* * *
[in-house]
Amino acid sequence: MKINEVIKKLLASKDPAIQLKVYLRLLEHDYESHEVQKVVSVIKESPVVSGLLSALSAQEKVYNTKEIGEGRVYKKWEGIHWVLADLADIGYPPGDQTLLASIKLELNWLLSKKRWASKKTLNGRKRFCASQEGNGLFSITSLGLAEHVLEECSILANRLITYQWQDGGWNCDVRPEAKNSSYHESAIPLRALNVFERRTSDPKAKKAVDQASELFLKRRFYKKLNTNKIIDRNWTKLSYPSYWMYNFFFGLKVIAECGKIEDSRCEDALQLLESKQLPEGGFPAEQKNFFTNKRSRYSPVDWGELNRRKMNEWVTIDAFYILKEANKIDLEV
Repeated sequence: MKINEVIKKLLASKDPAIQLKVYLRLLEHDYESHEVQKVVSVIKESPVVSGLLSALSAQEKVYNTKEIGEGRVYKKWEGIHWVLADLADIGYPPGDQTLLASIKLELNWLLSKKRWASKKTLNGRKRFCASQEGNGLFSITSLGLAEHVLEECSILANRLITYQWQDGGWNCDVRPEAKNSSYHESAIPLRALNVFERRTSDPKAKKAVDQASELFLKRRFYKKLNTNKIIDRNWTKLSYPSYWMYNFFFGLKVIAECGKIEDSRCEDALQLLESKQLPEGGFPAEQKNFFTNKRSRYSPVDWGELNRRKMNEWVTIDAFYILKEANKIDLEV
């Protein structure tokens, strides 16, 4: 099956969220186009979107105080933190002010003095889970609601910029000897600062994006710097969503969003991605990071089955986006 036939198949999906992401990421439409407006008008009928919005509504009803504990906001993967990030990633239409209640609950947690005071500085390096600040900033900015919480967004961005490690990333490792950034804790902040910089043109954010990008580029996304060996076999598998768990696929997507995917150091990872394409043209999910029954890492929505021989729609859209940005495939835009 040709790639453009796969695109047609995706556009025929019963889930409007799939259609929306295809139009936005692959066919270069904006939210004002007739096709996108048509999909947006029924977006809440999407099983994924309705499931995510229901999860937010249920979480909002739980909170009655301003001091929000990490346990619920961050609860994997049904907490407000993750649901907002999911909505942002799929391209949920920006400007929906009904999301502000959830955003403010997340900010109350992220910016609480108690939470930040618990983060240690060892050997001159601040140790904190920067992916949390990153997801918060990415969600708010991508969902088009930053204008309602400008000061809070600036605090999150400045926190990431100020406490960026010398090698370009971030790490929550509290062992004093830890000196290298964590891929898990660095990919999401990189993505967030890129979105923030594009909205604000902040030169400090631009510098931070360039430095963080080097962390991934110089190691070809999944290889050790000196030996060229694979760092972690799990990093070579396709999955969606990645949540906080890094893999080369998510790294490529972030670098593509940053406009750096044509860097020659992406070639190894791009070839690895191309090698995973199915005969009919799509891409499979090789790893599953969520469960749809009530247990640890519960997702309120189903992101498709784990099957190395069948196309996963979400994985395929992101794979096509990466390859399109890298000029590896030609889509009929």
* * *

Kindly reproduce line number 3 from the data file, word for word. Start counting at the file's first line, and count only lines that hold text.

Repeated sequence: MKINEVIKKLLASKDPAIQLKVYLRLLEHDYESHEVQKVVSVIKESPVVSGLLSALSAQEKVYNTKEIGEGRVYKKWEGIHWVLADLADIGYPPGDQTLLASIKLELNWLLSKKRWASKKTLNGRKRFCASQEGNGLFSITSLGLAEHVLEECSILANRLITYQWQDGGWNCDVRPEAKNSSYHESAIPLRALNVFERRTSDPKAKKAVDQASELFLKRRFYKKLNTNKIIDRNWTKLSYPSYWMYNFFFGLKVIAECGKIEDSRCEDALQLLESKQLPEGGFPAEQKNFFTNKRSRYSPVDWGELNRRKMNEWVTIDAFYILKEANKIDLEV